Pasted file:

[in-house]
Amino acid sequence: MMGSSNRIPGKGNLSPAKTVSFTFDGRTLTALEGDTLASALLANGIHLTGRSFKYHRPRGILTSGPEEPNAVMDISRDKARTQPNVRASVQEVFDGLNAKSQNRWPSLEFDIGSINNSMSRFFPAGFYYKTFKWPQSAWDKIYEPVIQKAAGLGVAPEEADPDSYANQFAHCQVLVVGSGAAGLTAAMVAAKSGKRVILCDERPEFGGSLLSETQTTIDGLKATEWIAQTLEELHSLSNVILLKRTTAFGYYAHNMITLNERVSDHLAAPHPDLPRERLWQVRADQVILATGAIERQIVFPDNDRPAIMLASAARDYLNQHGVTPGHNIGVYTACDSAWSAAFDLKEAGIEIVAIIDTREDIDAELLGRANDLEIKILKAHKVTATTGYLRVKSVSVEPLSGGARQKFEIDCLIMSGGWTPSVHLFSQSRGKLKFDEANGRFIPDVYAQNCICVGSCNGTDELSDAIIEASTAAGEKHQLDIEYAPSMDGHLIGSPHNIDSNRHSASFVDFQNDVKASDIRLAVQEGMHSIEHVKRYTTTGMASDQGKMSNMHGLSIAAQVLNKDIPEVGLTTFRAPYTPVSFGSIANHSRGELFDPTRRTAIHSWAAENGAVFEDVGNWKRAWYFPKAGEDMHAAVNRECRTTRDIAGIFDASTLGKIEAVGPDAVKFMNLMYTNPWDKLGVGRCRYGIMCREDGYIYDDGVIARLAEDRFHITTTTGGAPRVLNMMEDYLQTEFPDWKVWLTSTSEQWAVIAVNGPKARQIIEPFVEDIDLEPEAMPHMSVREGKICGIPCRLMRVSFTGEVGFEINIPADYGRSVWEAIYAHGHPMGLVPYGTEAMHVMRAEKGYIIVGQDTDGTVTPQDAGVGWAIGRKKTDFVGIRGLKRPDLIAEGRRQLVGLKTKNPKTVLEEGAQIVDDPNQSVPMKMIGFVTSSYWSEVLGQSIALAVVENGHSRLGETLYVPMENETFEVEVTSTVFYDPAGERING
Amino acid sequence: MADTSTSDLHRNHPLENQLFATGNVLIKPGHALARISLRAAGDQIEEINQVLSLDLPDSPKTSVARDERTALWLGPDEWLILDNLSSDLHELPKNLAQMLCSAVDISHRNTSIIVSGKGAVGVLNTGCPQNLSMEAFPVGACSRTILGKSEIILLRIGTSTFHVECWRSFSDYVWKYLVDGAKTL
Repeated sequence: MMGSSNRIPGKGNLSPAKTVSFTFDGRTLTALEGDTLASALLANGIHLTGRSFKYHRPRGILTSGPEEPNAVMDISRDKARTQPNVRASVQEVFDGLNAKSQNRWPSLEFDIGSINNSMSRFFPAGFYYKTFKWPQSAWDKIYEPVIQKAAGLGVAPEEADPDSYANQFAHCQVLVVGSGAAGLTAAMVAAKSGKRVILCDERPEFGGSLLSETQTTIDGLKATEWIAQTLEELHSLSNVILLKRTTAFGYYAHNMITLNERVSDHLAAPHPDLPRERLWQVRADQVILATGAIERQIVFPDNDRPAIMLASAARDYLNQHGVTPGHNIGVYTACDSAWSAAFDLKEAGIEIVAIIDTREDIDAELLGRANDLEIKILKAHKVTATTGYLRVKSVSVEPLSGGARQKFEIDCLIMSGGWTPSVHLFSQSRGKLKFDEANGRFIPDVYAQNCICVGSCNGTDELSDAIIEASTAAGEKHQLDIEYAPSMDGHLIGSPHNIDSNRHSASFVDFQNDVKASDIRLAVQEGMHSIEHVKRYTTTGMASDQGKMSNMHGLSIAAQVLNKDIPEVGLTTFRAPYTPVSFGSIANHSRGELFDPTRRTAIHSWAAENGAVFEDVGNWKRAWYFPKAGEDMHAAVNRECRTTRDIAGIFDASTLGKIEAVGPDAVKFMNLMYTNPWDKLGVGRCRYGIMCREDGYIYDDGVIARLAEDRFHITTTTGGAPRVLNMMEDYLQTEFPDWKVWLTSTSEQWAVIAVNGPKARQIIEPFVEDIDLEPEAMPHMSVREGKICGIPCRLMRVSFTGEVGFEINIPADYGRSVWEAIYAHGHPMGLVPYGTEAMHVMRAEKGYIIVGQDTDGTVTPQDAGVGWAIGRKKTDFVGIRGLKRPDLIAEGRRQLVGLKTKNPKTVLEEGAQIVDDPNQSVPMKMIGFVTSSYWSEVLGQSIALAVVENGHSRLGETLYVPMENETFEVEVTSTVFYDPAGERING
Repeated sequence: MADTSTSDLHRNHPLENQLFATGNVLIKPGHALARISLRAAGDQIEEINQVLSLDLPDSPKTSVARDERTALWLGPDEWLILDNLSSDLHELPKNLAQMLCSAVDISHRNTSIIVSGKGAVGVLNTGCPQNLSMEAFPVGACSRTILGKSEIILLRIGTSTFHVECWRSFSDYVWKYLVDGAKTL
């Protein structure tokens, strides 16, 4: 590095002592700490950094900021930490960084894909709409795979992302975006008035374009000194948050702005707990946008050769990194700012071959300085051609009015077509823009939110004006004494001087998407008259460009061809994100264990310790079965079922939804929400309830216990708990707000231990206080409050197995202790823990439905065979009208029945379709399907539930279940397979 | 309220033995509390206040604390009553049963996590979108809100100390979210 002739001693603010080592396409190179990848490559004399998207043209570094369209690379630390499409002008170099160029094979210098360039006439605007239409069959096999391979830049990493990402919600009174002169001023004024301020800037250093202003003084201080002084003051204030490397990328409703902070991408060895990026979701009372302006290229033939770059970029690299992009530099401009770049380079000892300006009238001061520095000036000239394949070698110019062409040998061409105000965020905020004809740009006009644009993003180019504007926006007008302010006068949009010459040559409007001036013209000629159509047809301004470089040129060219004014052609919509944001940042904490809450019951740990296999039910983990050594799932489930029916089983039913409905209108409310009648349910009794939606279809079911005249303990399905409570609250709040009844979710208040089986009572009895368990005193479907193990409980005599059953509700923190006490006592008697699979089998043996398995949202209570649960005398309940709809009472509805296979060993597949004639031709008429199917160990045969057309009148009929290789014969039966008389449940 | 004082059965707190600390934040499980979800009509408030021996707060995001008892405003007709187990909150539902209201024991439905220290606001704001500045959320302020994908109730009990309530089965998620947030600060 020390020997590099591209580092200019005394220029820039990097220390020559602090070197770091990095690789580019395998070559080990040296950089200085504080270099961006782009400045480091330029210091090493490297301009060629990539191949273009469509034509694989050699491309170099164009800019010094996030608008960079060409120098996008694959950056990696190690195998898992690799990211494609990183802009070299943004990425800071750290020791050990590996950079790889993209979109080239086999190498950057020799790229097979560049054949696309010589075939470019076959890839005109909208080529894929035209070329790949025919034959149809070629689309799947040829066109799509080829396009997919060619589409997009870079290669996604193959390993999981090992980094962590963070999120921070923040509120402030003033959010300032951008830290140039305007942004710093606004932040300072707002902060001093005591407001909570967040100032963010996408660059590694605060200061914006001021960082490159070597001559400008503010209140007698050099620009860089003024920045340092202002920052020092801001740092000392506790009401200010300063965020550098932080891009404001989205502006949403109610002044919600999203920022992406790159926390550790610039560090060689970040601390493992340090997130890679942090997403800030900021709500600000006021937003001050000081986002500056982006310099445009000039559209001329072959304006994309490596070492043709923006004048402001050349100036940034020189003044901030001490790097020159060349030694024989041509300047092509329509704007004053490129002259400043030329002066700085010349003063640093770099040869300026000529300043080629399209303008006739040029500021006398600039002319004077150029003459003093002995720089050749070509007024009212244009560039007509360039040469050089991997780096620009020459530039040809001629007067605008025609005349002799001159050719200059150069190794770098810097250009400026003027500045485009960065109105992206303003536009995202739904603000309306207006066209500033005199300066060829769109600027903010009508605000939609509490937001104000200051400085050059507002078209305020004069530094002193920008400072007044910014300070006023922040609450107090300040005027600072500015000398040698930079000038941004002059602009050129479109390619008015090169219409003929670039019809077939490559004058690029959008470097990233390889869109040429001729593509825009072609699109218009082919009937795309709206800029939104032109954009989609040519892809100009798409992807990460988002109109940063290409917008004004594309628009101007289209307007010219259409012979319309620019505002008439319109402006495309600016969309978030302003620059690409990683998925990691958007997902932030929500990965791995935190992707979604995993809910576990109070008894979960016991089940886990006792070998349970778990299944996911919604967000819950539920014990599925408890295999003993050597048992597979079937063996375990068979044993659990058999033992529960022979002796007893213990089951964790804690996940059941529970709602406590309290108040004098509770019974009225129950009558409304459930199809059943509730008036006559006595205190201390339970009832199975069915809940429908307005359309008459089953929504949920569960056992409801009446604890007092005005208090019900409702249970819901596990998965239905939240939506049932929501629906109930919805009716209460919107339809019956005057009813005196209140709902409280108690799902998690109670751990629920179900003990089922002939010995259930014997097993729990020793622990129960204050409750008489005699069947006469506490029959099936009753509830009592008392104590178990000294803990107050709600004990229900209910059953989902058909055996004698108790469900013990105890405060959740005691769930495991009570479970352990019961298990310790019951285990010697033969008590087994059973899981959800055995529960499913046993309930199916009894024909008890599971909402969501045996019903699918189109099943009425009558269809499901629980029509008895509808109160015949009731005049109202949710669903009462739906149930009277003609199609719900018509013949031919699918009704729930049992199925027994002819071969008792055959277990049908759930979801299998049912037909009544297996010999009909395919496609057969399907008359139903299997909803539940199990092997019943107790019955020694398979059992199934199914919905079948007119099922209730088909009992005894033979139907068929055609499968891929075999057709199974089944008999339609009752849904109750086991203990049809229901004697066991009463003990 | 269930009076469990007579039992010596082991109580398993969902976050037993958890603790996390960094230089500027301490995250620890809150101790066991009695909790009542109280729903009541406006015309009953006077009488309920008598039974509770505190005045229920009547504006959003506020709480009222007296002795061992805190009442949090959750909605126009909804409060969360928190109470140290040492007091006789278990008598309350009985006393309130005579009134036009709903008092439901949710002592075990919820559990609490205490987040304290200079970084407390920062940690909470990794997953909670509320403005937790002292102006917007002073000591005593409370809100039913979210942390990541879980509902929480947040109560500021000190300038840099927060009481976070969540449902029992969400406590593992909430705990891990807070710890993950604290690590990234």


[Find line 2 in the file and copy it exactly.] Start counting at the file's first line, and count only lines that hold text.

Amino acid sequence: MMGSSNRIPGKGNLSPAKTVSFTFDGRTLTALEGDTLASALLANGIHLTGRSFKYHRPRGILTSGPEEPNAVMDISRDKARTQPNVRASVQEVFDGLNAKSQNRWPSLEFDIGSINNSMSRFFPAGFYYKTFKWPQSAWDKIYEPVIQKAAGLGVAPEEADPDSYANQFAHCQVLVVGSGAAGLTAAMVAAKSGKRVILCDERPEFGGSLLSETQTTIDGLKATEWIAQTLEELHSLSNVILLKRTTAFGYYAHNMITLNERVSDHLAAPHPDLPRERLWQVRADQVILATGAIERQIVFPDNDRPAIMLASAARDYLNQHGVTPGHNIGVYTACDSAWSAAFDLKEAGIEIVAIIDTREDIDAELLGRANDLEIKILKAHKVTATTGYLRVKSVSVEPLSGGARQKFEIDCLIMSGGWTPSVHLFSQSRGKLKFDEANGRFIPDVYAQNCICVGSCNGTDELSDAIIEASTAAGEKHQLDIEYAPSMDGHLIGSPHNIDSNRHSASFVDFQNDVKASDIRLAVQEGMHSIEHVKRYTTTGMASDQGKMSNMHGLSIAAQVLNKDIPEVGLTTFRAPYTPVSFGSIANHSRGELFDPTRRTAIHSWAAENGAVFEDVGNWKRAWYFPKAGEDMHAAVNRECRTTRDIAGIFDASTLGKIEAVGPDAVKFMNLMYTNPWDKLGVGRCRYGIMCREDGYIYDDGVIARLAEDRFHITTTTGGAPRVLNMMEDYLQTEFPDWKVWLTSTSEQWAVIAVNGPKARQIIEPFVEDIDLEPEAMPHMSVREGKICGIPCRLMRVSFTGEVGFEINIPADYGRSVWEAIYAHGHPMGLVPYGTEAMHVMRAEKGYIIVGQDTDGTVTPQDAGVGWAIGRKKTDFVGIRGLKRPDLIAEGRRQLVGLKTKNPKTVLEEGAQIVDDPNQSVPMKMIGFVTSSYWSEVLGQSIALAVVENGHSRLGETLYVPMENETFEVEVTSTVFYDPAGERING